In a letter back to McCarthy, the president pressed the speaker to release a GOP budget, noting he released his own — and suggested the two could sit down after the two-week spring congressional recess, once that budget is released.

When asked Tuesday about a meeting with the speaker in the absence of a Republican budget blueprint, the president said, "Well, I don't know what we're going to meet on."

He added: "The deal was, we'd each put down our budget."

Schumer: 'Speaker McCarthy just says let's meet. But what are they going to do, discuss the weather?'

Senate Majority Leader Chuck Schumer, D-N.Y., continued to press House Republicans to agree to a clean extension of the debt limit, noting a similar measure was approved three times under then-President Donald Trump. He said it's time for the GOP to put detailed plans on the table before another negotiating session, saying, "you can't sit down and discuss something if you don't have a plan. Speaker McCarthy just says let's meet. But what are they going to do, discuss the weather?"

Rep Kevin Hern, R-Okla., who chairs the Republican Study Committee (RSC), a large group of House conservatives, told reporters he could support a bill that included the proposals the speaker outlined, saying those policy ideas emanated from the RSC's own proposal.

He said House Republicans moving their own bill would be a "response to what the president said — 'show me what you've got' — so if you put a bill out there and you get 218 votes, then you're showing him."

Hern said the timeline for when a deal needs to be finalized could hinge on the Treasury Department's tax receipts in mid-April and after that, efforts to reach a deal could accelerate.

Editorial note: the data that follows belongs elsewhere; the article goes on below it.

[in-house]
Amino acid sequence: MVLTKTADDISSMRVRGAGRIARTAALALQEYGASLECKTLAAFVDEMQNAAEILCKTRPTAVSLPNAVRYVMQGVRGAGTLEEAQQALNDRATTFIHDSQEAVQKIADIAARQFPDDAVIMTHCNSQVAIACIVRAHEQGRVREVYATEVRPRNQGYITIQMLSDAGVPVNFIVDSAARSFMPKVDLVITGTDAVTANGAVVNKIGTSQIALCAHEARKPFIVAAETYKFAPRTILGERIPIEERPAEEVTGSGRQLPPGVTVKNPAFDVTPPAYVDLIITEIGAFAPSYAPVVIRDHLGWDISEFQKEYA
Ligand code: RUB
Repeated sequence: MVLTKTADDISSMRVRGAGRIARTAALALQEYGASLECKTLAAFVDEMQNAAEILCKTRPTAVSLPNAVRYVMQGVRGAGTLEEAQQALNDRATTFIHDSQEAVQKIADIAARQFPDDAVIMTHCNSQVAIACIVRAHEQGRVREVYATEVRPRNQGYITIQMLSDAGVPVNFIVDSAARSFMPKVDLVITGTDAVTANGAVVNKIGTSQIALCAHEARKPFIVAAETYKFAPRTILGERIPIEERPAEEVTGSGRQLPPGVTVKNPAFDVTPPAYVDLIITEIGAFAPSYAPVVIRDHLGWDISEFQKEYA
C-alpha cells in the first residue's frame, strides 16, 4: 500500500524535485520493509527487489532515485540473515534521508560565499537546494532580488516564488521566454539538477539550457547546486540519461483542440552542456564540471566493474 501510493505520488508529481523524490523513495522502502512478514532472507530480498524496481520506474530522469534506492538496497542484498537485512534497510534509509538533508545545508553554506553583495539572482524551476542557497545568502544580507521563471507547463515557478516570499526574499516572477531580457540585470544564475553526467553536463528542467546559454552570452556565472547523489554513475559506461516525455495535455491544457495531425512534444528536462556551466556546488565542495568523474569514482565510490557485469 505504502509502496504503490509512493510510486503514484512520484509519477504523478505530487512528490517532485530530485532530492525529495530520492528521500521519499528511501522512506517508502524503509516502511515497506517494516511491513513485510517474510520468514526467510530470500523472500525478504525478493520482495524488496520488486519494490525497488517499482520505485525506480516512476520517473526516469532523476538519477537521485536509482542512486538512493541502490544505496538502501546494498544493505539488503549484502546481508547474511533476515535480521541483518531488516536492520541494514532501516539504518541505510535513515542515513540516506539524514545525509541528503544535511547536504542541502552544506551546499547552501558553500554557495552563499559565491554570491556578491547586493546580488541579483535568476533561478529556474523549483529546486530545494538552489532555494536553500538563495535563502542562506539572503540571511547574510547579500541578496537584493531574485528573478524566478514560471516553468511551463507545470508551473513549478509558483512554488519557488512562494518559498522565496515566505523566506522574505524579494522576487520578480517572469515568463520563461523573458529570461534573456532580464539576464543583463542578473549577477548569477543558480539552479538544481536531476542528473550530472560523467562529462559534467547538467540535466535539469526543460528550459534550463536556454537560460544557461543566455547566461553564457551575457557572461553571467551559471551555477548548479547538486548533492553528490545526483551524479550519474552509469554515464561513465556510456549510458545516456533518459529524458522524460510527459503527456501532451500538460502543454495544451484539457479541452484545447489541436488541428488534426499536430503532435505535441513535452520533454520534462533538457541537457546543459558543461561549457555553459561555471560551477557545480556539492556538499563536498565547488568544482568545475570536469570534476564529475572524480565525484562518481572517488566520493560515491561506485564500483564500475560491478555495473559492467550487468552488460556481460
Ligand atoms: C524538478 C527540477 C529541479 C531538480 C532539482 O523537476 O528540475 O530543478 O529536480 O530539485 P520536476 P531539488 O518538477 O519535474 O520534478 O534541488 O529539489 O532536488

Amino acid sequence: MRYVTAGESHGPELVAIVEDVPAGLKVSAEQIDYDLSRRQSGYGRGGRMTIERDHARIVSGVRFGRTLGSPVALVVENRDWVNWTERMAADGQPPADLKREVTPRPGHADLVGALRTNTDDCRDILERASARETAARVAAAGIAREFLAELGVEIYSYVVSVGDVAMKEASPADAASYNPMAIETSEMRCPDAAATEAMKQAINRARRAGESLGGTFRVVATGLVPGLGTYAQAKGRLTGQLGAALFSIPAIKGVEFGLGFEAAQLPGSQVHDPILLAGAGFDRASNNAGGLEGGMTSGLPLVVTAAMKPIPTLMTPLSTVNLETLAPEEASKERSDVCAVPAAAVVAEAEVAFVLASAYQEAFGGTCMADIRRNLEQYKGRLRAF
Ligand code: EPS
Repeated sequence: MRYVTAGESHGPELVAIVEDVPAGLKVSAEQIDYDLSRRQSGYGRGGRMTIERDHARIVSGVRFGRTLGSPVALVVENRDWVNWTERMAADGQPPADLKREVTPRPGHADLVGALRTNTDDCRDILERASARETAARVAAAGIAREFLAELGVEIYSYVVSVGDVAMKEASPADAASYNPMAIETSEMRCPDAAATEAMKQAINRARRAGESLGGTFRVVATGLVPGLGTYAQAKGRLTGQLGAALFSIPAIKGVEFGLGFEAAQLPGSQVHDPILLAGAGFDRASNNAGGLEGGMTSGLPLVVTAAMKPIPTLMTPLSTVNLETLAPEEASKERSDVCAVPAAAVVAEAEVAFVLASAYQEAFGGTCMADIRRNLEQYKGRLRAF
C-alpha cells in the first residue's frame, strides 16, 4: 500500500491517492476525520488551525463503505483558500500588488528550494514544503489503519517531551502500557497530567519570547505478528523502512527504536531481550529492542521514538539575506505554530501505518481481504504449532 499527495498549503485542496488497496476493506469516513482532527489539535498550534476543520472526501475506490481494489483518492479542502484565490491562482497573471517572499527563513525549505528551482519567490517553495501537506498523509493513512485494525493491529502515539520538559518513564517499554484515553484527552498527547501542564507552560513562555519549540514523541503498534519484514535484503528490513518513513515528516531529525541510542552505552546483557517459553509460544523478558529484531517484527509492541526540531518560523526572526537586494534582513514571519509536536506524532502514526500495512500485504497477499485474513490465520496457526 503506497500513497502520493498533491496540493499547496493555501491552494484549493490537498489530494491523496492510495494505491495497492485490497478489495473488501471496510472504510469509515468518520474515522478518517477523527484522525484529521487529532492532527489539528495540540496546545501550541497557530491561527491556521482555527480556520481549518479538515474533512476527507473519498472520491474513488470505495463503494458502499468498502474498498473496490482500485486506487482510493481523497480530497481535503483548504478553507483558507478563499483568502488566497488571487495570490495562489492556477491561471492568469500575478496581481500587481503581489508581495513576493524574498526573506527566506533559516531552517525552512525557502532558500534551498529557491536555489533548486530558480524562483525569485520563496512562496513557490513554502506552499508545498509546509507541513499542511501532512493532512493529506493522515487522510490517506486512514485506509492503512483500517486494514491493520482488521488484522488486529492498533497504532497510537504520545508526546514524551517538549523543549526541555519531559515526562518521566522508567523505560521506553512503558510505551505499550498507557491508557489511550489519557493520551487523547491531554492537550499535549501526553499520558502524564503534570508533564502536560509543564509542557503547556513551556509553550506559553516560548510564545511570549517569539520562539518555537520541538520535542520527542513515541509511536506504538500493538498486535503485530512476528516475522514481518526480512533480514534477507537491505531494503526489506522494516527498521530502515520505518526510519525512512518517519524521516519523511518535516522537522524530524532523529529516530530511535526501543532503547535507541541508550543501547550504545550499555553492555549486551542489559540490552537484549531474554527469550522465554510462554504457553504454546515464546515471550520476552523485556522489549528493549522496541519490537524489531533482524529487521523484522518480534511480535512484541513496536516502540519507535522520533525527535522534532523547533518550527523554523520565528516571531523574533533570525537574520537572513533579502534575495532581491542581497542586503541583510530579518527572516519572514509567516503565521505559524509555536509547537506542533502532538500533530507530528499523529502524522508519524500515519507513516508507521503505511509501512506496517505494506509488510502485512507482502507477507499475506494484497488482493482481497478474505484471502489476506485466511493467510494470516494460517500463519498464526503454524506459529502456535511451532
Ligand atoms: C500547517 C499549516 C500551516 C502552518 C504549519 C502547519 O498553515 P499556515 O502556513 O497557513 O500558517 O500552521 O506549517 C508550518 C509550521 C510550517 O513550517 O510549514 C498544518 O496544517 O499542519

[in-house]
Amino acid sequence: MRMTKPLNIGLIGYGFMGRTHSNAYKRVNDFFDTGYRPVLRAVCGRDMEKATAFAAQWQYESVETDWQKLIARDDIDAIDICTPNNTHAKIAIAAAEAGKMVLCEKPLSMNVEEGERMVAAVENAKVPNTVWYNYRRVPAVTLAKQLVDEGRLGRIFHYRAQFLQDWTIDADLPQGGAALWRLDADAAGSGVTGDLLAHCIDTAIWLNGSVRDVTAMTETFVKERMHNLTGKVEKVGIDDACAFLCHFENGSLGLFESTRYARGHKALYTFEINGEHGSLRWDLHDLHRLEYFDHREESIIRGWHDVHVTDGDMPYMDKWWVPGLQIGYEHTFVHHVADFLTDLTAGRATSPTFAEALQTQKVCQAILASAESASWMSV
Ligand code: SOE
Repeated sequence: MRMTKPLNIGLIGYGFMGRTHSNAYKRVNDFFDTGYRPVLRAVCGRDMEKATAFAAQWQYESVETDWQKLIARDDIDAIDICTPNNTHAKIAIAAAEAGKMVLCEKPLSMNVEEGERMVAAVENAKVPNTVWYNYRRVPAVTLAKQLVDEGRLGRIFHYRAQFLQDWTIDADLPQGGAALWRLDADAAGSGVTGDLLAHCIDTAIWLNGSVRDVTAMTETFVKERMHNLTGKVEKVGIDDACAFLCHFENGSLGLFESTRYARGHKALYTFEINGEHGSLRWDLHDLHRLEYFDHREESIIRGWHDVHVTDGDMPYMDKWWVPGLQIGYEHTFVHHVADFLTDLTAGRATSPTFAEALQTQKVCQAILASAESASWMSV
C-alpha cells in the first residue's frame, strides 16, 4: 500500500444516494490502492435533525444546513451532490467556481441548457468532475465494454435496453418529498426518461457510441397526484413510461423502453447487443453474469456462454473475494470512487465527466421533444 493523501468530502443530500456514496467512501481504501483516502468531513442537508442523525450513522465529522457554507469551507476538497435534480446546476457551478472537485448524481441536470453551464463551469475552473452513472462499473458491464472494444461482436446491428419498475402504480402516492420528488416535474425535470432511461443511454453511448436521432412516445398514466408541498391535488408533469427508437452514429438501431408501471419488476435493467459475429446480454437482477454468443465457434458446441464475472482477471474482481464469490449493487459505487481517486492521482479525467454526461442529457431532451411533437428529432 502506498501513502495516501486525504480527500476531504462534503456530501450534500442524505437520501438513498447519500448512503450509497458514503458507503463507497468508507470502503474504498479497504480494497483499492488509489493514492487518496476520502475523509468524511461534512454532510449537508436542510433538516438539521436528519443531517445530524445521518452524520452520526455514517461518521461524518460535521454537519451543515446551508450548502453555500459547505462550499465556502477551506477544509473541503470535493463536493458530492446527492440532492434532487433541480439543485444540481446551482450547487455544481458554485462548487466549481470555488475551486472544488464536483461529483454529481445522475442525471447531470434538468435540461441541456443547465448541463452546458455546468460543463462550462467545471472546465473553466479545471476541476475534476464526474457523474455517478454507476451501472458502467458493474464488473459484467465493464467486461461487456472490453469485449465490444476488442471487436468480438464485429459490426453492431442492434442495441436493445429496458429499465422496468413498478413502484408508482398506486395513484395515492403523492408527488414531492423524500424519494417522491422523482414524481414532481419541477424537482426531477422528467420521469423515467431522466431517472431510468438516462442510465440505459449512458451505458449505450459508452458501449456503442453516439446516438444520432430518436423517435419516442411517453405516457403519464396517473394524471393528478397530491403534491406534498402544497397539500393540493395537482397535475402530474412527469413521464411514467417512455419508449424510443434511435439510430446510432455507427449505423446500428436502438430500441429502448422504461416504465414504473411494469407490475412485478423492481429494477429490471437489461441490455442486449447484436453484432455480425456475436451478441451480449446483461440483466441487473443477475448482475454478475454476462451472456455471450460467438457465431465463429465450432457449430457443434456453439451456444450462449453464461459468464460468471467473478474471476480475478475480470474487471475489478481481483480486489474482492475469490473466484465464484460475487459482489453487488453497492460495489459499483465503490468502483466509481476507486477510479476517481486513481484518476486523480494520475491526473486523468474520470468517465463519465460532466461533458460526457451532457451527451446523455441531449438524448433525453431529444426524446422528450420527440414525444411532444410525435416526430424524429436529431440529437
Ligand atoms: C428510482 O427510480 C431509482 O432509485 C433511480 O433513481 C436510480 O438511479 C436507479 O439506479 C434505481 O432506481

The Oklahoma Republican said he thought adding work requirements that would target those adults receiving federal assistance between 18-49 years old without dependents or disabilities would help address labor shortages employers cite as a reason for the lagging economy.

One GOP proposal that may have bipartisan support is included in the the House Republicans' energy package, which passed largely along party lines on Thursday. It includes a provision to accelerate permitting of new energy projects. Some Democrats, including West Virginia Sen. Joe Manchin, support reforms to the current process.

The speaker and other GOP leaders stressed this week they want to separate any discussion of the budget from the debt limit talks. Republicans vowed in their campaign to retake the majority that they would pass a budget that would balance within 10 years, but several GOP lawmakers admit that process will take more time — and with a 5-seat majority, some admit it will be a major task to get one through the House.

Rep. Byron Donalds, R-Fla., said he hoped the GOP budget process would wrap up "hopefully at the end of September" and in terms of the debt limit and the budget "we look at them as two separate conversations."

NPR's Barbara Sprunt contributed to this story.

Copyright 2023 NPR. To see more, visit https://www.npr.org.

Deirdre Walsh is the congress editor for NPR's Washington Desk.